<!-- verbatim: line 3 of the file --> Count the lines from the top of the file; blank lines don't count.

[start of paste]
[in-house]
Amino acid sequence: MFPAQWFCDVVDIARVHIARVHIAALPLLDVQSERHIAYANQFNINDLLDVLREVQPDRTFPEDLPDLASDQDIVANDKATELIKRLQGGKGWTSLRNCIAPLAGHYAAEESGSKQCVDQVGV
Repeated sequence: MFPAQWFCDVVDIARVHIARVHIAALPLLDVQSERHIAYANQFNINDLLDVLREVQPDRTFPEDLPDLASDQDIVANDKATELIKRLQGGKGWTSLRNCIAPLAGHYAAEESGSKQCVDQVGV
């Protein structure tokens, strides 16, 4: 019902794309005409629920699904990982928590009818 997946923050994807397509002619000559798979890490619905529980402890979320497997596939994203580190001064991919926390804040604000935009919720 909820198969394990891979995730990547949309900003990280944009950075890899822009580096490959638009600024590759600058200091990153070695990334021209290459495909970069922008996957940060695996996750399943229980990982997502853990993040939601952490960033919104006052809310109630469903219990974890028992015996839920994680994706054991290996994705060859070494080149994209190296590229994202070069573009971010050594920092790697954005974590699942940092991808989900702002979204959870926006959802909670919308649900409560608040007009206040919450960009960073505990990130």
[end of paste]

Repeated sequence: MFPAQWFCDVVDIARVHIARVHIAALPLLDVQSERHIAYANQFNINDLLDVLREVQPDRTFPEDLPDLASDQDIVANDKATELIKRLQGGKGWTSLRNCIAPLAGHYAAEESGSKQCVDQVGV